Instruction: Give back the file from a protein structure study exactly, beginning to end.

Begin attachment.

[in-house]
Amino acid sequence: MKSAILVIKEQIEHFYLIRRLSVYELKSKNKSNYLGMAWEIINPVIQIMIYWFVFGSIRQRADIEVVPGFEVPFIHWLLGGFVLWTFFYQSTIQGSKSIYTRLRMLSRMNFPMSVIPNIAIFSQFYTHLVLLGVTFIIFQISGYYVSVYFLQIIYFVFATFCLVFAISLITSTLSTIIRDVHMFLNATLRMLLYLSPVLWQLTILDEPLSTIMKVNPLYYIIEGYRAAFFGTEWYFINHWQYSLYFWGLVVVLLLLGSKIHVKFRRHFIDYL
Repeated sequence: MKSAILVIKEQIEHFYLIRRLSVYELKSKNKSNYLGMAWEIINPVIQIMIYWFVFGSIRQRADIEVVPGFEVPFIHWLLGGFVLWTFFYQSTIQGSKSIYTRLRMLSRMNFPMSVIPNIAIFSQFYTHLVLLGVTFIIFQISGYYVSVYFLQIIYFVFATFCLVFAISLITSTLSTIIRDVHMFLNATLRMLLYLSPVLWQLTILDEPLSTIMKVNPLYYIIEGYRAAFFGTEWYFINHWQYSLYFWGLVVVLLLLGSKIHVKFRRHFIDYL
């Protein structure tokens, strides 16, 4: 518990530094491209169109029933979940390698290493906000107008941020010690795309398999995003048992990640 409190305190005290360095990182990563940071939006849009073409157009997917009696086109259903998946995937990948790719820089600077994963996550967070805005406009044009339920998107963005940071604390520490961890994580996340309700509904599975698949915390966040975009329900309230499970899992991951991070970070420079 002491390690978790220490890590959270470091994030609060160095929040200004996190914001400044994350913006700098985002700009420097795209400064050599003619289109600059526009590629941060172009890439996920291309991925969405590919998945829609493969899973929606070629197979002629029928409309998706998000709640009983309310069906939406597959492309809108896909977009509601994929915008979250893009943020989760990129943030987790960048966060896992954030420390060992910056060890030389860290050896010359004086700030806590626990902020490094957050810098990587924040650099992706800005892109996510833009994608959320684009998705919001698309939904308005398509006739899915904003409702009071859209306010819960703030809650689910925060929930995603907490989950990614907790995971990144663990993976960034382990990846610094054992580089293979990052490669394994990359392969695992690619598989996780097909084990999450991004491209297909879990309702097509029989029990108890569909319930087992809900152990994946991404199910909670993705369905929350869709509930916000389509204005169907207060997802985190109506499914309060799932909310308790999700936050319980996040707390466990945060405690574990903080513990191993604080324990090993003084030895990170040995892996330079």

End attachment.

[in-house]
Amino acid sequence: MKSAILVIKEQIEHFYLIRRLSVYELKSKNKSNYLGMAWEIINPVIQIMIYWFVFGSIRQRADIEVVPGFEVPFIHWLLGGFVLWTFFYQSTIQGSKSIYTRLRMLSRMNFPMSVIPNIAIFSQFYTHLVLLGVTFIIFQISGYYVSVYFLQIIYFVFATFCLVFAISLITSTLSTIIRDVHMFLNATLRMLLYLSPVLWQLTILDEPLSTIMKVNPLYYIIEGYRAAFFGTEWYFINHWQYSLYFWGLVVVLLLLGSKIHVKFRRHFIDYL
Repeated sequence: MKSAILVIKEQIEHFYLIRRLSVYELKSKNKSNYLGMAWEIINPVIQIMIYWFVFGSIRQRADIEVVPGFEVPFIHWLLGGFVLWTFFYQSTIQGSKSIYTRLRMLSRMNFPMSVIPNIAIFSQFYTHLVLLGVTFIIFQISGYYVSVYFLQIIYFVFATFCLVFAISLITSTLSTIIRDVHMFLNATLRMLLYLSPVLWQLTILDEPLSTIMKVNPLYYIIEGYRAAFFGTEWYFINHWQYSLYFWGLVVVLLLLGSKIHVKFRRHFIDYL
């Protein structure tokens, strides 16, 4: 518990530094491209169109029933979940390698290493906000107008941020010690795309398999995003048992990640 409190305190005290360095990182990563940071939006849009073409157009997917009696086109259903998946995937990948790719820089600077994963996550967070805005406009044009339920998107963005940071604390520490961890994580996340309700509904599975698949915390966040975009329900309230499970899992991951991070970070420079 002491390690978790220490890590959270470091994030609060160095929040200004996190914001400044994350913006700098985002700009420097795209400064050599003619289109600059526009590629941060172009890439996920291309991925969405590919998945829609493969899973929606070629197979002629029928409309998706998000709640009983309310069906939406597959492309809108896909977009509601994929915008979250893009943020989760990129943030987790960048966060896992954030420390060992910056060890030389860290050896010359004086700030806590626990902020490094957050810098990587924040650099992706800005892109996510833009994608959320684009998705919001698309939904308005398509006739899915904003409702009071859209306010819960703030809650689910925060929930995603907490989950990614907790995971990144663990993976960034382990990846610094054992580089293979990052490669394994990359392969695992690619598989996780097909084990999450991004491209297909879990309702097509029989029990108890569909319930087992809900152990994946991404199910909670993705369905929350869709509930916000389509204005169907207060997802985190109506499914309060799932909310308790999700936050319980996040707390466990945060405690574990903080513990191993604080324990090993003084030895990170040995892996330079």